Overall, it is clear that Latinos support the ACA.  Over time they have felt the law should stand as law (Figure 1), with support of the law reaching a high in January of 2012, with 57% of Latinos feeling that the health care reform bill should stand as law.  Latinos also overwhelmingly support major provisions of the law, including support for low income Americans and access for people with pre-existing conditions.  In addition, compared to the general population, fewer Latinos feel that the mandate should be repealed.  The Affordable Care Act, in its entirety, is critical to the Latino population, and the significance of health care reform is clear to the Latino community.  As a population that disproportionately lacks health insurance, 9 million Latinos will gain insurance under the law due to the mandate and the expansion of Medicaid.  Moreover, health care costs are a major concern of Latinos.  A Latino Decisions poll found that 45% of Latinos favor health care reform because they feel costs are out of control, and there is a need to make health care more affordable. (Latino Decisions Oct. 2009).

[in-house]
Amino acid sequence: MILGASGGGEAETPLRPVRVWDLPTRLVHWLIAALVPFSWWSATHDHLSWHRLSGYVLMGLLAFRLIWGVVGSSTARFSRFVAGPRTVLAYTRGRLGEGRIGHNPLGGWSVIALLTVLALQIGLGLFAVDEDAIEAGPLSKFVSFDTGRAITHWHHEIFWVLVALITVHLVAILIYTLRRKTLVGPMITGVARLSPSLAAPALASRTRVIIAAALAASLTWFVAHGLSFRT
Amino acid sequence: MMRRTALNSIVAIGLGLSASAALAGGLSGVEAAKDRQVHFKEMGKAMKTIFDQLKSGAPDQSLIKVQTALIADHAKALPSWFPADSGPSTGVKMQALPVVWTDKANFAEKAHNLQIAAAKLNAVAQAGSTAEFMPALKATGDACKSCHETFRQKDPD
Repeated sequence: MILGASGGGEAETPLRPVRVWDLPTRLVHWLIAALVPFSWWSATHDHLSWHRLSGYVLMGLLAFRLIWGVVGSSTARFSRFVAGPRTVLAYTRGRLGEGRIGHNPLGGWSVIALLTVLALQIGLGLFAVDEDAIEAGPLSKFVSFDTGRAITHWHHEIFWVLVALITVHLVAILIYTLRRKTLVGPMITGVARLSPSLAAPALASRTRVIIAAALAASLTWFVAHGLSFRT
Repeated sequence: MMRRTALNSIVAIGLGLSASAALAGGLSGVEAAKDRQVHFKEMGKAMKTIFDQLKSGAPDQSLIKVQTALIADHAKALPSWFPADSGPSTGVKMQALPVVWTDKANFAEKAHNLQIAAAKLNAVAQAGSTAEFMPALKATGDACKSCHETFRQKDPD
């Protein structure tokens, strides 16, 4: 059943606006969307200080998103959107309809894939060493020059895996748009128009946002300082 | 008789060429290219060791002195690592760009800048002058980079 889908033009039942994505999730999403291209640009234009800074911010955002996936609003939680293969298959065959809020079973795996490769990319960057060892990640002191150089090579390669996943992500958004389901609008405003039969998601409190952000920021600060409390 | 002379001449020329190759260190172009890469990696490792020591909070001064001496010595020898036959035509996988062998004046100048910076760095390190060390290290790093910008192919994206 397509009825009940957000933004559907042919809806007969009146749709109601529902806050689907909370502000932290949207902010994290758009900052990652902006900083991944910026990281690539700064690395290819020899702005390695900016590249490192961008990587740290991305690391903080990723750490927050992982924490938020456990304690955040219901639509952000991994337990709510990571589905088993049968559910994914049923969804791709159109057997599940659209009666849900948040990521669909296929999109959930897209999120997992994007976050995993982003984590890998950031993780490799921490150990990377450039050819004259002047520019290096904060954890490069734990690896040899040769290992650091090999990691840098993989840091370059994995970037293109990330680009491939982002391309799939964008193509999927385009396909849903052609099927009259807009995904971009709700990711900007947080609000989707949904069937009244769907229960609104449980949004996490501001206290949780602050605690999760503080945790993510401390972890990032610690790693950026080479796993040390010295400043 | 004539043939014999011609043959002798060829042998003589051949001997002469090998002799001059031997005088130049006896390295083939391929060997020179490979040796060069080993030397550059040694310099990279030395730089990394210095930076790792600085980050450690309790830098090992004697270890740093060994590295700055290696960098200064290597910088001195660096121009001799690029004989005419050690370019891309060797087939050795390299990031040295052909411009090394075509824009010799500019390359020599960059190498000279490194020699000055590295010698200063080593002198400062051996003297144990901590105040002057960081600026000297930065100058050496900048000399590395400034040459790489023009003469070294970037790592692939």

Currently the Supreme Court is debating the constitutionality of the mandate.  However, much more is at stake here.  The mandate is critical to keeping health costs low, and expanding health insurance to Latinos. Given that Latinos, like most Americans, are not supportive of the mandate, there is a need to better educate the population on how vital the mandate is to the overall law. Latinos are currently the largest minority group in the U.S. and are continuing to grow.  Their health disparities will only continue to impact our nation in a negative manner if they are ignored.  Thus, the Supreme Court is not just debating a constitutionality issue; they are debating the health of the nation.

Jillian Medeiros, Ph.D., is an Assistant Professor of Political Science at the University of New Mexico. She can be reached at: jamedeir@unm.edu.

The commentary of this article reflect the views of the author and do not necessarily reflect the views of Latino Decisions.  Latino Decisions and Pacific Market Research, LLC make no representations about the accuracy of the content of the article.